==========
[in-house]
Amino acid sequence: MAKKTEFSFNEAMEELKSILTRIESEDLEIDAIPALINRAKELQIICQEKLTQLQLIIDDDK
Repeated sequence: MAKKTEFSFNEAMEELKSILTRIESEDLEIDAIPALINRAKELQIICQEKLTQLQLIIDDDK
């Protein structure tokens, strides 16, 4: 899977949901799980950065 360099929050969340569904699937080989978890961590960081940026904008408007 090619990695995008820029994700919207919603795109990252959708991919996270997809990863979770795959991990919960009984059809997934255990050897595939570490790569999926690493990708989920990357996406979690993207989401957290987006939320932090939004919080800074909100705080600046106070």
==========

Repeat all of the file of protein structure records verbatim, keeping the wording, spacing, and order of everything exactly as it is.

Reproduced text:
[in-house]
Amino acid sequence: MAKKTEFSFNEAMEELKSILTRIESEDLEIDAIPALINRAKELQIICQEKLTQLQLIIDDDK
Repeated sequence: MAKKTEFSFNEAMEELKSILTRIESEDLEIDAIPALINRAKELQIICQEKLTQLQLIIDDDK
């Protein structure tokens, strides 16, 4: 899977949901799980950065 360099929050969340569904699937080989978890961590960081940026904008408007 090619990695995008820029994700919207919603795109990252959708991919996270997809990863979770795959991990919960009984059809997934255990050897595939570490790569999926690493990708989920990357996406979690993207989401957290987006939320932090939004919080800074909100705080600046106070």